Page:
For these reasons, I’m going to say that Vereins – as Swiss table tennis champions or otherwise – will be around for a while longer.
However, I say this with one caveat: to be successful (as opposed to merely existing) law firms who adopt the Verein model will need to get better at their internal culture. The carrot and stick approach will need to morph into a more collegiate approach if they’re to be completely successful.
3. The magic circle is doomed
I agree with Mark on this one. As a term, ‘magical circle’ has probably seen its day – after all: when was the last time you heard the term ‘silver circle’ used?
Also, I really need look no further than the Australian legal market over the past decade – where only two of the ‘Big 6’ continue to trade under their own name – for Mark’s merger views to hit home, so to speak.
4. The accountants will fail again
I totally disagree with Mark on this one.
My view is that – so far as Asia goes – the accountants have their strategy right this time.
Importantly, from what I have read and those who I have spoken to, accountants who have set up legal arms in the region have set their sights on the likes of DLA and Baker & McKenzie this time round. If that’s the case, they will be a force to be reckoned with.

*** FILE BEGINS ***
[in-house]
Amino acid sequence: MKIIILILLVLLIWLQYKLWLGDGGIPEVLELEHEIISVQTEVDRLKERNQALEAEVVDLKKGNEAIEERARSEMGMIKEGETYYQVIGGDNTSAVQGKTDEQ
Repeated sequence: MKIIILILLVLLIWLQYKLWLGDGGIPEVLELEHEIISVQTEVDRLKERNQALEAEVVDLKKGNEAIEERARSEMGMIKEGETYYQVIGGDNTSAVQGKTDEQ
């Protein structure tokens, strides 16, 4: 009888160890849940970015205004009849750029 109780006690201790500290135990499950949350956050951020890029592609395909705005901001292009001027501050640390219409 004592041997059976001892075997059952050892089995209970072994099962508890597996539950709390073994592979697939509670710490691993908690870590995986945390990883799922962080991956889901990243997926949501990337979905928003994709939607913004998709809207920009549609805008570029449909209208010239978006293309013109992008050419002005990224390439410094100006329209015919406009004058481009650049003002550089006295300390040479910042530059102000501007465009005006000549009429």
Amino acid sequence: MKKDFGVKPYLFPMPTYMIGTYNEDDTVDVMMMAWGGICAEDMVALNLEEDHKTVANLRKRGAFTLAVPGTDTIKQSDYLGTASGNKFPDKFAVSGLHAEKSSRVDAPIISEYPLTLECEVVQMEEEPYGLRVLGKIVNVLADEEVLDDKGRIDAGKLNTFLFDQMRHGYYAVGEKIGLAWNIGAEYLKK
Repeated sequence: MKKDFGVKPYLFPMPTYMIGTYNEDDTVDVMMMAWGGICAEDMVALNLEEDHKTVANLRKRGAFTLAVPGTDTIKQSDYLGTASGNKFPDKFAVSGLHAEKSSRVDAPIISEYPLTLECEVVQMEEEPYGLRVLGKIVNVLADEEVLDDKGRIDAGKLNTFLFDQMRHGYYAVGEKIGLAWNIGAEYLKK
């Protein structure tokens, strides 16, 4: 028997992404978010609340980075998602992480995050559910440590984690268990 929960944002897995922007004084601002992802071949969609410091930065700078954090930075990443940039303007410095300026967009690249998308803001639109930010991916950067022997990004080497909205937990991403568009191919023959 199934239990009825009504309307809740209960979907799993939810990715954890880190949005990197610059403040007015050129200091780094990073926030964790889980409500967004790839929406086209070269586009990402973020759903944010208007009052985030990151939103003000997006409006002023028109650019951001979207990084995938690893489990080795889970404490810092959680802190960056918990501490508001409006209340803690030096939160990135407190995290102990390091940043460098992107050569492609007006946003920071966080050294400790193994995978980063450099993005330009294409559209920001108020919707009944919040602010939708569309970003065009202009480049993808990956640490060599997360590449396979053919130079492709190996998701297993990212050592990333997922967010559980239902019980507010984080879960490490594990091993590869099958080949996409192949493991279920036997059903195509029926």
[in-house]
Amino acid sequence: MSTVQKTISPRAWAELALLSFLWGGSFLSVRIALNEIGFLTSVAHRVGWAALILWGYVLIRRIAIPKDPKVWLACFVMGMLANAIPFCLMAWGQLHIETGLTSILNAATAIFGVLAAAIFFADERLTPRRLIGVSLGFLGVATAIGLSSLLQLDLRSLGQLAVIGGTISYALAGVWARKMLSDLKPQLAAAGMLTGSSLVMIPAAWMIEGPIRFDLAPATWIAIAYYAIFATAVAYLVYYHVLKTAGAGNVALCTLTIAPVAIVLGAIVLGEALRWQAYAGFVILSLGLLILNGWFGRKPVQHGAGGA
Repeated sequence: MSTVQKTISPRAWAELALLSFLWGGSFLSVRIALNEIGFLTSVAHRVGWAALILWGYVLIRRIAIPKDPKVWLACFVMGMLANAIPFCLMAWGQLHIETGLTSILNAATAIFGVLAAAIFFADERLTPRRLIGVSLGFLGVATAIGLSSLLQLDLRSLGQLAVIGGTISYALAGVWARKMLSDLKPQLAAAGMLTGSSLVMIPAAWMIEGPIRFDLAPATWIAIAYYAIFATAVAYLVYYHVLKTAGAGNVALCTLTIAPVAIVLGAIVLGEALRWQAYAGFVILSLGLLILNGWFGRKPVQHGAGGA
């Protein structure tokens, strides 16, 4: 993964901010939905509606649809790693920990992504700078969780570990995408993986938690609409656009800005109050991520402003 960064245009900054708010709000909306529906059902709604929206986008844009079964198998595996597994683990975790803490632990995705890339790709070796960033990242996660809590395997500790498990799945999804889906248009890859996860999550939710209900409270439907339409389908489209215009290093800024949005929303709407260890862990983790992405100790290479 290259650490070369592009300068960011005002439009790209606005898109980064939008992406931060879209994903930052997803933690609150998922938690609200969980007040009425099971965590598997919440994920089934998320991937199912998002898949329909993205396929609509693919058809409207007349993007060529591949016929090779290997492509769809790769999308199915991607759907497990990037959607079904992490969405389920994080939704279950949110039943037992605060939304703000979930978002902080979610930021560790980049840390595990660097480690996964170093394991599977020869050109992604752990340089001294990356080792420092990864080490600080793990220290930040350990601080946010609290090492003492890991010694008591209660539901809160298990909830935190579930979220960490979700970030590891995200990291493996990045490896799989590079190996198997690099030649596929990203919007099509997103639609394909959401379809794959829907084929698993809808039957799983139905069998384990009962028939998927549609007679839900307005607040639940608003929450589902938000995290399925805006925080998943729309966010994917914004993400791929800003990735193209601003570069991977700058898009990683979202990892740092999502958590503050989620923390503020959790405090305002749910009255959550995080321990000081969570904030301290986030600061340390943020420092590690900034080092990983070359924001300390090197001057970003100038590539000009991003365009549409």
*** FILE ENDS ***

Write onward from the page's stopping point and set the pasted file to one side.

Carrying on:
Also, critically, if the restrictions currently in place on overseas auditors advising in the China market continue, then I believe it is highly likely the accountants will amplify their focus on their legal services operations – as I don’t see them walking away from the Chinese market without a fight.
5. ABS will remain confined to consumer-facing markets
Until a few days ago I would have totally agreed with Mark on this one.
So, what changed? In short, the news that White & Case had just signed over the rights to all present and future client fees, as part of its refinancing deal with Citibank, broke. On the back of that news, the ABS structure might now look awfully attractive for law firms looking for working capital – so my opinion has changed and the jury may just have gone back out on this one.
6. London will fall to the US firms
Obviously, as I mentioned, I cannot speak to London. But as far as the Asian market goes, I agree with Mark on this one.
Although I would agree that, historically, being on the ground in Asia is not a strategy US-firms have wanted to adopt, the simple fact is that the market in Asia is too big, and too important to their future, for them not to get more involved eventually, which I believe has been evidenced by the recent changes put in place with the new US-led committee for Asian offices at DLA.
7. The future is about purpose, not process
Absolutely agree with Mark here. The future is about client service and purpose, and those who don’t get it or fail to practice this each and every day, will fail.
8. Top-down branding is yesterday’s news
Agree with Mark.
I would only add that the future branding of international commercial law firms in Asia is more likely to take the form of a P2P business, than either a B2B or B2C.
So, there you have it: my response to Mark’s post. Hope you enjoyed it.